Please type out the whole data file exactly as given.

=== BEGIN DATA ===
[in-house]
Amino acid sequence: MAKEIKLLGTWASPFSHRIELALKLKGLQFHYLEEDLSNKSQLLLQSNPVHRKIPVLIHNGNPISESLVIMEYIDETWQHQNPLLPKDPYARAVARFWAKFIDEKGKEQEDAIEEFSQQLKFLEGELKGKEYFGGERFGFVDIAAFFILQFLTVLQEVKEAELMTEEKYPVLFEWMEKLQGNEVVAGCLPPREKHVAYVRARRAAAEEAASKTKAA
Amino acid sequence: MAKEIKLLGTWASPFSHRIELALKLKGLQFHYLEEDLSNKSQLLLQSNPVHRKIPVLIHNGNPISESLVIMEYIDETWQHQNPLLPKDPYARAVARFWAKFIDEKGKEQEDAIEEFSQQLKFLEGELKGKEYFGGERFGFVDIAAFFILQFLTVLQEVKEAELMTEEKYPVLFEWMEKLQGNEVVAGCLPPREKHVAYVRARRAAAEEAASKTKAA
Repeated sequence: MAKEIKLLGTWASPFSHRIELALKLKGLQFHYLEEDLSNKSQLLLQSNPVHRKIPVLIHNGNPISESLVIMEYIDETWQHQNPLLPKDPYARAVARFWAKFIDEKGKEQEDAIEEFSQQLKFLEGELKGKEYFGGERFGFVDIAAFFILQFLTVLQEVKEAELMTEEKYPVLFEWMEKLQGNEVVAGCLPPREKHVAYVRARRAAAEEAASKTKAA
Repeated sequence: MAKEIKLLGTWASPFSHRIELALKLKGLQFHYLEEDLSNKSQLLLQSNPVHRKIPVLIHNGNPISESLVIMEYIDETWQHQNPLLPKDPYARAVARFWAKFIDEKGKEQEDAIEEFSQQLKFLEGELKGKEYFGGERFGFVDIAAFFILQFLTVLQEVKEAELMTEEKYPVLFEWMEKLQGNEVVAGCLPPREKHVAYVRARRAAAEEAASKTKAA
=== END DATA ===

[in-house]
Amino acid sequence: MAKEIKLLGTWASPFSHRIELALKLKGLQFHYLEEDLSNKSQLLLQSNPVHRKIPVLIHNGNPISESLVIMEYIDETWQHQNPLLPKDPYARAVARFWAKFIDEKGKEQEDAIEEFSQQLKFLEGELKGKEYFGGERFGFVDIAAFFILQFLTVLQEVKEAELMTEEKYPVLFEWMEKLQGNEVVAGCLPPREKHVAYVRARRAAAEEAASKTKAA
Amino acid sequence: MAKEIKLLGTWASPFSHRIELALKLKGLQFHYLEEDLSNKSQLLLQSNPVHRKIPVLIHNGNPISESLVIMEYIDETWQHQNPLLPKDPYARAVARFWAKFIDEKGKEQEDAIEEFSQQLKFLEGELKGKEYFGGERFGFVDIAAFFILQFLTVLQEVKEAELMTEEKYPVLFEWMEKLQGNEVVAGCLPPREKHVAYVRARRAAAEEAASKTKAA
Repeated sequence: MAKEIKLLGTWASPFSHRIELALKLKGLQFHYLEEDLSNKSQLLLQSNPVHRKIPVLIHNGNPISESLVIMEYIDETWQHQNPLLPKDPYARAVARFWAKFIDEKGKEQEDAIEEFSQQLKFLEGELKGKEYFGGERFGFVDIAAFFILQFLTVLQEVKEAELMTEEKYPVLFEWMEKLQGNEVVAGCLPPREKHVAYVRARRAAAEEAASKTKAA
Repeated sequence: MAKEIKLLGTWASPFSHRIELALKLKGLQFHYLEEDLSNKSQLLLQSNPVHRKIPVLIHNGNPISESLVIMEYIDETWQHQNPLLPKDPYARAVARFWAKFIDEKGKEQEDAIEEFSQQLKFLEGELKGKEYFGGERFGFVDIAAFFILQFLTVLQEVKEAELMTEEKYPVLFEWMEKLQGNEVVAGCLPPREKHVAYVRARRAAAEEAASKTKAA